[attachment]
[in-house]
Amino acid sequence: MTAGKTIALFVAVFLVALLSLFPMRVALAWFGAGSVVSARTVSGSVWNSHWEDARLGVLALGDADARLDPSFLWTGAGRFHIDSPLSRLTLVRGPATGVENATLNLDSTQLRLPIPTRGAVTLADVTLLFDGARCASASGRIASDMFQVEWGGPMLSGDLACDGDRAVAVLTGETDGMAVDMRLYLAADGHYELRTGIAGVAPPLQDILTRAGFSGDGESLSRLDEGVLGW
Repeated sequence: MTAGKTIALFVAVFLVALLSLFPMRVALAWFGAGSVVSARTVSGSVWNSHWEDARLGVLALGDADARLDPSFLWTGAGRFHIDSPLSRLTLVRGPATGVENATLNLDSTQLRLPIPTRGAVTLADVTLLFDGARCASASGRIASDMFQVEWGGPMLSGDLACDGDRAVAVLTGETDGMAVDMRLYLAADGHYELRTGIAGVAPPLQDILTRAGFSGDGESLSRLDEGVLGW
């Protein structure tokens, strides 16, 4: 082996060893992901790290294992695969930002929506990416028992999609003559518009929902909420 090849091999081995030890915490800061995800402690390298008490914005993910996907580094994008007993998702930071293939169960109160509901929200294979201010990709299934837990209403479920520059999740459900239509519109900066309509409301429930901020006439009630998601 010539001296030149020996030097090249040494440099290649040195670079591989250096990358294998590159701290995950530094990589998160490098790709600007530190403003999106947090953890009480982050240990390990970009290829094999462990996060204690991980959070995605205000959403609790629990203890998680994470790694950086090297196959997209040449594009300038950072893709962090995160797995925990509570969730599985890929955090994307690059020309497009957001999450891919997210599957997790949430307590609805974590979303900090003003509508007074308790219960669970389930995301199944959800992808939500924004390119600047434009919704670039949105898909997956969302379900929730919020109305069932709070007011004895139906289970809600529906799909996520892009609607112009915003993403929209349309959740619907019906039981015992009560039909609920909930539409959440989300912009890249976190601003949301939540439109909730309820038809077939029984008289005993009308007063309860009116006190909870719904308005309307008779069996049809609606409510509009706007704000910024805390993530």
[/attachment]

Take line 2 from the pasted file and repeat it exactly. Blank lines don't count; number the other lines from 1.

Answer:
Amino acid sequence: MTAGKTIALFVAVFLVALLSLFPMRVALAWFGAGSVVSARTVSGSVWNSHWEDARLGVLALGDADARLDPSFLWTGAGRFHIDSPLSRLTLVRGPATGVENATLNLDSTQLRLPIPTRGAVTLADVTLLFDGARCASASGRIASDMFQVEWGGPMLSGDLACDGDRAVAVLTGETDGMAVDMRLYLAADGHYELRTGIAGVAPPLQDILTRAGFSGDGESLSRLDEGVLGW